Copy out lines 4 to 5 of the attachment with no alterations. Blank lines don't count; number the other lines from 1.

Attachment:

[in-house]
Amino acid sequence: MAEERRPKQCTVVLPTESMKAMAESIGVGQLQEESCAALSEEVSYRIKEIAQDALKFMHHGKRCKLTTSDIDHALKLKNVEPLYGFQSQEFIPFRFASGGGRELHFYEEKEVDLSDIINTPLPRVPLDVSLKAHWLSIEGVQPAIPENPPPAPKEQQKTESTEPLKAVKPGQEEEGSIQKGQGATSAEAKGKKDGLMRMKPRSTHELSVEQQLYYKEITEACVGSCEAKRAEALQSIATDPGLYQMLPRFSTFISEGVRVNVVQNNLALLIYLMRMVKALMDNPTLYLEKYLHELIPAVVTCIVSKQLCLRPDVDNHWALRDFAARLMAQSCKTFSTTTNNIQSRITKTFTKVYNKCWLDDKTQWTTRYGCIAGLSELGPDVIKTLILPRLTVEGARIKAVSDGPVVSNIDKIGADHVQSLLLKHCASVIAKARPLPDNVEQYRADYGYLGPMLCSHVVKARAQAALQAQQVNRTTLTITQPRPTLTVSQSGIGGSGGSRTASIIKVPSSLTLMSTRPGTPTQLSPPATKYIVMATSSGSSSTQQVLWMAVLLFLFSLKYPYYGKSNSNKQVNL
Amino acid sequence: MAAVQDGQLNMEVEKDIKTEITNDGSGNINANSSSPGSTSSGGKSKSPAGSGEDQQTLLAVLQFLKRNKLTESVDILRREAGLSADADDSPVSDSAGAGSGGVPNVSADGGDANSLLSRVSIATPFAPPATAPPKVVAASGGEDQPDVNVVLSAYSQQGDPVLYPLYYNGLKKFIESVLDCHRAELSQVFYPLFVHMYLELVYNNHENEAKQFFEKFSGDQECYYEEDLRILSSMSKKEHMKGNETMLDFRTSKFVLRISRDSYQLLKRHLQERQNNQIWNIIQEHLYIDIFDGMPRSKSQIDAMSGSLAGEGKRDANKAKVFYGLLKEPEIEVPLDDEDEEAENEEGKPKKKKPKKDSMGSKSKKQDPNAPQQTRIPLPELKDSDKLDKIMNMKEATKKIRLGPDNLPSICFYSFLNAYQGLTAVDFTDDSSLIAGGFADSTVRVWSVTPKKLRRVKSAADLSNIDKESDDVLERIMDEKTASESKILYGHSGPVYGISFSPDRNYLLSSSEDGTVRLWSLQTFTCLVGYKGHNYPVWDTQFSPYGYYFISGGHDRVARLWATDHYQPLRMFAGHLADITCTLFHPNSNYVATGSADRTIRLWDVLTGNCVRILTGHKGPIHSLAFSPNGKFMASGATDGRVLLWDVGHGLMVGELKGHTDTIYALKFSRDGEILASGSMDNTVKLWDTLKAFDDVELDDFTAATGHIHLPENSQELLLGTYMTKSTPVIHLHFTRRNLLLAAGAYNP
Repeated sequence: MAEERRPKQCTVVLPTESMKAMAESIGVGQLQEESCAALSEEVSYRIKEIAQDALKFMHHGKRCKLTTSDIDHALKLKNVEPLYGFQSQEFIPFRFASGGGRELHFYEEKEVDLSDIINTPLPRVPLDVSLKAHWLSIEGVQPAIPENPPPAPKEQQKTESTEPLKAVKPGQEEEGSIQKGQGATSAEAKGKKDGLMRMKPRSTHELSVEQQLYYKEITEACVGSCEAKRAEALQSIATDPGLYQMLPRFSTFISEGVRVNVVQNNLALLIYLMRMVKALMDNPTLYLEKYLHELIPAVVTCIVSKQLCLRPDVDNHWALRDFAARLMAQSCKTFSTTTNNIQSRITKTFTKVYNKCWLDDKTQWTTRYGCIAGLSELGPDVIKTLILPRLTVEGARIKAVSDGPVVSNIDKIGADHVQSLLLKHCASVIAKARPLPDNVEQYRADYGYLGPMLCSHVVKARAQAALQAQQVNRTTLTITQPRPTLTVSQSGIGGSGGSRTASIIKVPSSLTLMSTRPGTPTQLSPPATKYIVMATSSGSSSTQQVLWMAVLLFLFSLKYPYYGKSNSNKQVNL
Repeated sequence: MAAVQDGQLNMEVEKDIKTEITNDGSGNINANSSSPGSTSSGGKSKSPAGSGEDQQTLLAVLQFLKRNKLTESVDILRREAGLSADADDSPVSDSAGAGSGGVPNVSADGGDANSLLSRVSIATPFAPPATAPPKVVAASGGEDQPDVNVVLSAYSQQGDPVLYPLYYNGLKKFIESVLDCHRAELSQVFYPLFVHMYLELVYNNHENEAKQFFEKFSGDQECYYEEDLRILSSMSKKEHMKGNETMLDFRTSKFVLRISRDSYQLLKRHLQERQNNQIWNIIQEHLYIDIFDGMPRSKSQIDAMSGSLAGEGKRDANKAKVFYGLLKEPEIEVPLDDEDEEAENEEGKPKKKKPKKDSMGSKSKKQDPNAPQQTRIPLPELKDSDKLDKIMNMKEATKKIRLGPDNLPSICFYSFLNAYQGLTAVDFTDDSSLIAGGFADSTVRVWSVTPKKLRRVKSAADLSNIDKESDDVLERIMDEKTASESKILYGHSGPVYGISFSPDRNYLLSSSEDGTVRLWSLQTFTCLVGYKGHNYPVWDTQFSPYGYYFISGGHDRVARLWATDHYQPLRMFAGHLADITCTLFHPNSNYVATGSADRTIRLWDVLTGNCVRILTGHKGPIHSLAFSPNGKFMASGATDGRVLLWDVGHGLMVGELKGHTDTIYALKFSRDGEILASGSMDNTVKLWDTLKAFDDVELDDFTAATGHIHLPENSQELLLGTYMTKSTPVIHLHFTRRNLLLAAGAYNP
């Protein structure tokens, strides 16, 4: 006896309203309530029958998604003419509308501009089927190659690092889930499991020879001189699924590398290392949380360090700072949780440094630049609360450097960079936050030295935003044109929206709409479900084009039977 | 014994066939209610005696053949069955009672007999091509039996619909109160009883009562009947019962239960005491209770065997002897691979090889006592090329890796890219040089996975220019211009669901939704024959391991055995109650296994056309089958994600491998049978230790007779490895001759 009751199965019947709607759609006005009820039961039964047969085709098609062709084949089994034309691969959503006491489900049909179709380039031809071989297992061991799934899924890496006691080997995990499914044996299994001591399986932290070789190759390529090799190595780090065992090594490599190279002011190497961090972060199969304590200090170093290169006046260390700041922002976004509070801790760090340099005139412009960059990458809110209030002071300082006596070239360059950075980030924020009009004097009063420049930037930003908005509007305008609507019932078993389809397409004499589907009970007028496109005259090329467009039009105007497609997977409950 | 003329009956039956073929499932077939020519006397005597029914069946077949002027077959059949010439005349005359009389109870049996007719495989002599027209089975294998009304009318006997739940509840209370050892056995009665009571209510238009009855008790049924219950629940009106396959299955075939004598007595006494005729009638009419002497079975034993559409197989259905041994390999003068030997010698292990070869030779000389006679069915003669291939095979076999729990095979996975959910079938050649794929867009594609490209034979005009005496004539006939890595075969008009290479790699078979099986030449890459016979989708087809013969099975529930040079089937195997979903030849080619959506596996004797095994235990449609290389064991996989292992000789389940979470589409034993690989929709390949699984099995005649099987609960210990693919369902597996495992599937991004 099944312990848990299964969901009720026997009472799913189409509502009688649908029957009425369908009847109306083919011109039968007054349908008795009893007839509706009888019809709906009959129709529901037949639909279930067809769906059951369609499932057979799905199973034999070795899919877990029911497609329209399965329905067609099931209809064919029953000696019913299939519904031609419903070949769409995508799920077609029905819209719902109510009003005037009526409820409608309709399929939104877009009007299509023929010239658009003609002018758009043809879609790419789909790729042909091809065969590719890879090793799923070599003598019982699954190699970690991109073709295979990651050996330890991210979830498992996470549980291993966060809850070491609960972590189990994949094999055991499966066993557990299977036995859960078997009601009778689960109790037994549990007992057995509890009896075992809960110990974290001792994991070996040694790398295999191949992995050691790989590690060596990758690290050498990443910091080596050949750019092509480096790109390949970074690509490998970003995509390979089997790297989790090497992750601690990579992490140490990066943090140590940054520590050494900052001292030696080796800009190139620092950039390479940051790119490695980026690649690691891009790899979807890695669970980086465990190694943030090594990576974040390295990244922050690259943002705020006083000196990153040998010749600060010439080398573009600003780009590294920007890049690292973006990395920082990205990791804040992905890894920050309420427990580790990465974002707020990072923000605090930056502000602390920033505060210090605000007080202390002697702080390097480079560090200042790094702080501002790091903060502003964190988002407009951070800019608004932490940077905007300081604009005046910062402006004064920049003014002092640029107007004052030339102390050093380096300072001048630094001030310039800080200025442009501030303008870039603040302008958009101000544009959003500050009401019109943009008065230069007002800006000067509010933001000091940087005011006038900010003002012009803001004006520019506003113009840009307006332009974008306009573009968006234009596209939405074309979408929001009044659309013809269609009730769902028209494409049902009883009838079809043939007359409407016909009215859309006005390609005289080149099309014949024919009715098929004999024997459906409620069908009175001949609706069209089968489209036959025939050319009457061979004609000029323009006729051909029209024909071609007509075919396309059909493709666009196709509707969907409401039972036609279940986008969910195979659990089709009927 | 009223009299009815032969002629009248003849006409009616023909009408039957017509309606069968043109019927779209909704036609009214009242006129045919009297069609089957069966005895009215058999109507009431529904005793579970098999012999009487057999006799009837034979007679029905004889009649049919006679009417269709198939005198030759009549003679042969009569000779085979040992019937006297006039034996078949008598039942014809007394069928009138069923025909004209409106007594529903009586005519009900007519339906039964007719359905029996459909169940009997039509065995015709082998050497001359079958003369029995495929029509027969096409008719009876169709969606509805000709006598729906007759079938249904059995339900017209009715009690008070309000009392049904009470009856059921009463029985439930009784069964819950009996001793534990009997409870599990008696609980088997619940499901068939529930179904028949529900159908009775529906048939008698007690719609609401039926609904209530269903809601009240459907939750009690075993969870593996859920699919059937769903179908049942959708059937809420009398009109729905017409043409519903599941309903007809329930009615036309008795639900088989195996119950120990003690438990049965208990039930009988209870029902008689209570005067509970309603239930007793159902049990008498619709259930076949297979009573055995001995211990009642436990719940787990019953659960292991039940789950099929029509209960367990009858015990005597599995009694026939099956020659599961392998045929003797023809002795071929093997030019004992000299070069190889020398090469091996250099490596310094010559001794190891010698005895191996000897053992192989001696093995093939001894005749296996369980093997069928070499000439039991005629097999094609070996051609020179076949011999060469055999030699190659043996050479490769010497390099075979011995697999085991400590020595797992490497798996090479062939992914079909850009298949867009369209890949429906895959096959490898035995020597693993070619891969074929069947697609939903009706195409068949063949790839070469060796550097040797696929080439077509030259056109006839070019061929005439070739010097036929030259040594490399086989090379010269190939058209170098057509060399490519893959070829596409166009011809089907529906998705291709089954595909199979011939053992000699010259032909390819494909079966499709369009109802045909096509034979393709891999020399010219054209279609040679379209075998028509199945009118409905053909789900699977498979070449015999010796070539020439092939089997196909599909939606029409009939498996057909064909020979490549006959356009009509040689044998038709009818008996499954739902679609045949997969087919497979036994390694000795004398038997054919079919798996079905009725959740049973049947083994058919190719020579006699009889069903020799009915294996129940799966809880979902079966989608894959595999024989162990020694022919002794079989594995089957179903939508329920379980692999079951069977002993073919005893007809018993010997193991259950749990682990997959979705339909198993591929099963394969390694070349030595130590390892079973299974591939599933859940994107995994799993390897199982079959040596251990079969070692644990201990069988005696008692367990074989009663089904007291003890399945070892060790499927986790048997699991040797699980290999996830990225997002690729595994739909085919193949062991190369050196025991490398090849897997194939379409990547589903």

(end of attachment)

Repeated sequence: MAEERRPKQCTVVLPTESMKAMAESIGVGQLQEESCAALSEEVSYRIKEIAQDALKFMHHGKRCKLTTSDIDHALKLKNVEPLYGFQSQEFIPFRFASGGGRELHFYEEKEVDLSDIINTPLPRVPLDVSLKAHWLSIEGVQPAIPENPPPAPKEQQKTESTEPLKAVKPGQEEEGSIQKGQGATSAEAKGKKDGLMRMKPRSTHELSVEQQLYYKEITEACVGSCEAKRAEALQSIATDPGLYQMLPRFSTFISEGVRVNVVQNNLALLIYLMRMVKALMDNPTLYLEKYLHELIPAVVTCIVSKQLCLRPDVDNHWALRDFAARLMAQSCKTFSTTTNNIQSRITKTFTKVYNKCWLDDKTQWTTRYGCIAGLSELGPDVIKTLILPRLTVEGARIKAVSDGPVVSNIDKIGADHVQSLLLKHCASVIAKARPLPDNVEQYRADYGYLGPMLCSHVVKARAQAALQAQQVNRTTLTITQPRPTLTVSQSGIGGSGGSRTASIIKVPSSLTLMSTRPGTPTQLSPPATKYIVMATSSGSSSTQQVLWMAVLLFLFSLKYPYYGKSNSNKQVNL
Repeated sequence: MAAVQDGQLNMEVEKDIKTEITNDGSGNINANSSSPGSTSSGGKSKSPAGSGEDQQTLLAVLQFLKRNKLTESVDILRREAGLSADADDSPVSDSAGAGSGGVPNVSADGGDANSLLSRVSIATPFAPPATAPPKVVAASGGEDQPDVNVVLSAYSQQGDPVLYPLYYNGLKKFIESVLDCHRAELSQVFYPLFVHMYLELVYNNHENEAKQFFEKFSGDQECYYEEDLRILSSMSKKEHMKGNETMLDFRTSKFVLRISRDSYQLLKRHLQERQNNQIWNIIQEHLYIDIFDGMPRSKSQIDAMSGSLAGEGKRDANKAKVFYGLLKEPEIEVPLDDEDEEAENEEGKPKKKKPKKDSMGSKSKKQDPNAPQQTRIPLPELKDSDKLDKIMNMKEATKKIRLGPDNLPSICFYSFLNAYQGLTAVDFTDDSSLIAGGFADSTVRVWSVTPKKLRRVKSAADLSNIDKESDDVLERIMDEKTASESKILYGHSGPVYGISFSPDRNYLLSSSEDGTVRLWSLQTFTCLVGYKGHNYPVWDTQFSPYGYYFISGGHDRVARLWATDHYQPLRMFAGHLADITCTLFHPNSNYVATGSADRTIRLWDVLTGNCVRILTGHKGPIHSLAFSPNGKFMASGATDGRVLLWDVGHGLMVGELKGHTDTIYALKFSRDGEILASGSMDNTVKLWDTLKAFDDVELDDFTAATGHIHLPENSQELLLGTYMTKSTPVIHLHFTRRNLLLAAGAYNP